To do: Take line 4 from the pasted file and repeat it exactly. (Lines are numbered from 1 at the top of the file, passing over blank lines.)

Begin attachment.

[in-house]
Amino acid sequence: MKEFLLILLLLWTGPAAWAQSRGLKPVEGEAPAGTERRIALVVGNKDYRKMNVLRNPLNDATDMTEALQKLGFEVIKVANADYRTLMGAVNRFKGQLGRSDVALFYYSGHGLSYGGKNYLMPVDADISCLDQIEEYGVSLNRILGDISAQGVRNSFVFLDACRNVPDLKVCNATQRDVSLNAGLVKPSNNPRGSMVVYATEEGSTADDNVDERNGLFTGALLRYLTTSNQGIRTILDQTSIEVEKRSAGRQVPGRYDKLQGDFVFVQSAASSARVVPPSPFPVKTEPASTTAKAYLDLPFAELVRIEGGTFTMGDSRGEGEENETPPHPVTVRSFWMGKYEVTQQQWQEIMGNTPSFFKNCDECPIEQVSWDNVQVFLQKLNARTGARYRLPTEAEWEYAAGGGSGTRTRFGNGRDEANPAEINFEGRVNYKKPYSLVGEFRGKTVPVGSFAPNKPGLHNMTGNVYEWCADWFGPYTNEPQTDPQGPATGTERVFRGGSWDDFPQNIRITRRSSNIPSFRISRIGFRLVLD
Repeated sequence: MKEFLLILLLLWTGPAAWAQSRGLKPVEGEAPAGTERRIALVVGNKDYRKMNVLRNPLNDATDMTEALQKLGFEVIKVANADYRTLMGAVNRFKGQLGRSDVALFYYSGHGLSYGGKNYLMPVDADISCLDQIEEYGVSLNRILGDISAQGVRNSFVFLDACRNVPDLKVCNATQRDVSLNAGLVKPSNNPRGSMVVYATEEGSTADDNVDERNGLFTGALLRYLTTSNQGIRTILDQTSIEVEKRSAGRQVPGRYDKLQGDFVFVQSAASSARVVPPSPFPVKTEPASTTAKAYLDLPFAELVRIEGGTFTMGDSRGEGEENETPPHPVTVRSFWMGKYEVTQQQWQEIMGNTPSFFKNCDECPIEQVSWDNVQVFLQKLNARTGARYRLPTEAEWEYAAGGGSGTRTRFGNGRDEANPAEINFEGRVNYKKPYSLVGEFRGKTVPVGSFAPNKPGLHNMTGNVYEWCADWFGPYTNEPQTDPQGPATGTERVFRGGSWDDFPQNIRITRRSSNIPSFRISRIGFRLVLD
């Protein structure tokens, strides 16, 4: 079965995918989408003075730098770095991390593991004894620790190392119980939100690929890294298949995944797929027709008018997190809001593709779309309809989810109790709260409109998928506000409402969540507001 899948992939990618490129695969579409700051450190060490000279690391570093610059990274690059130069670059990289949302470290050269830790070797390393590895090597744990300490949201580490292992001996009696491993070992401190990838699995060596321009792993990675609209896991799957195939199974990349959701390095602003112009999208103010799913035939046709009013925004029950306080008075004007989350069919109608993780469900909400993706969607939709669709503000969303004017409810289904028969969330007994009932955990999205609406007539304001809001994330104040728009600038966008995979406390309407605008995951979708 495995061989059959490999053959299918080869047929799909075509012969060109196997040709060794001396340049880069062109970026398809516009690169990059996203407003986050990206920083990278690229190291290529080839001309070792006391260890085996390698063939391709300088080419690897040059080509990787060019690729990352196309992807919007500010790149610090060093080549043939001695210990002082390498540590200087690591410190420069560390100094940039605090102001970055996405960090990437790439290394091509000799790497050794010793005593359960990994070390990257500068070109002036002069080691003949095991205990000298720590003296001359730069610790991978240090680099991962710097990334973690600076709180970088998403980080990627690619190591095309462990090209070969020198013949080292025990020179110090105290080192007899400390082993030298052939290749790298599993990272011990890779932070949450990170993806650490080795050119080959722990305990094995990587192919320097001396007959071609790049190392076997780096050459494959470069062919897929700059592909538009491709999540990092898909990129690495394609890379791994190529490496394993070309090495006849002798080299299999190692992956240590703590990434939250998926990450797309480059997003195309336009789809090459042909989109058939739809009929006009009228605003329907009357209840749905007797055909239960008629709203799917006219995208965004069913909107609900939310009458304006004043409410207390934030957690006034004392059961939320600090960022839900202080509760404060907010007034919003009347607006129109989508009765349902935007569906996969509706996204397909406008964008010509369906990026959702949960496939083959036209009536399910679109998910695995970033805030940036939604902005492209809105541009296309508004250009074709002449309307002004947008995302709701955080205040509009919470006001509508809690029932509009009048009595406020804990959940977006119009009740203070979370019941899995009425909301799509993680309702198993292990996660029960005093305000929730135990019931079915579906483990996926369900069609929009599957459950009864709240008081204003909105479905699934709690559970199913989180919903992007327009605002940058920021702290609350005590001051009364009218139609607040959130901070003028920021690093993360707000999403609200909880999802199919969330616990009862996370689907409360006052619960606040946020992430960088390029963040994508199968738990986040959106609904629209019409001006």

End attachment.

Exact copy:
């Protein structure tokens, strides 16, 4: 079965995918989408003075730098770095991390593991004894620790190392119980939100690929890294298949995944797929027709008018997190809001593709779309309809989810109790709260409109998928506000409402969540507001 899948992939990618490129695969579409700051450190060490000279690391570093610059990274690059130069670059990289949302470290050269830790070797390393590895090597744990300490949201580490292992001996009696491993070992401190990838699995060596321009792993990675609209896991799957195939199974990349959701390095602003112009999208103010799913035939046709009013925004029950306080008075004007989350069919109608993780469900909400993706969607939709669709503000969303004017409810289904028969969330007994009932955990999205609406007539304001809001994330104040728009600038966008995979406390309407605008995951979708 495995061989059959490999053959299918080869047929799909075509012969060109196997040709060794001396340049880069062109970026398809516009690169990059996203407003986050990206920083990278690229190291290529080839001309070792006391260890085996390698063939391709300088080419690897040059080509990787060019690729990352196309992807919007500010790149610090060093080549043939001695210990002082390498540590200087690591410190420069560390100094940039605090102001970055996405960090990437790439290394091509000799790497050794010793005593359960990994070390990257500068070109002036002069080691003949095991205990000298720590003296001359730069610790991978240090680099991962710097990334973690600076709180970088998403980080990627690619190591095309462990090209070969020198013949080292025990020179110090105290080192007899400390082993030298052939290749790298599993990272011990890779932070949450990170993806650490080795050119080959722990305990094995990587192919320097001396007959071609790049190392076997780096050459494959470069062919897929700059592909538009491709999540990092898909990129690495394609890379791994190529490496394993070309090495006849002798080299299999190692992956240590703590990434939250998926990450797309480059997003195309336009789809090459042909989109058939739809009929006009009228605003329907009357209840749905007797055909239960008629709203799917006219995208965004069913909107609900939310009458304006004043409410207390934030957690006034004392059961939320600090960022839900202080509760404060907010007034919003009347607006129109989508009765349902935007569906996969509706996204397909406008964008010509369906990026959702949960496939083959036209009536399910679109998910695995970033805030940036939604902005492209809105541009296309508004250009074709002449309307002004947008995302709701955080205040509009919470006001509508809690029932509009009048009595406020804990959940977006119009009740203070979370019941899995009425909301799509993680309702198993292990996660029960005093305000929730135990019931079915579906483990996926369900069609929009599957459950009864709240008081204003909105479905699934709690559970199913989180919903992007327009605002940058920021702290609350005590001051009364009218139609607040959130901070003028920021690093993360707000999403609200909880999802199919969330616990009862996370689907409360006052619960606040946020992430960088390029963040994508199968738990986040959106609904629209019409001006």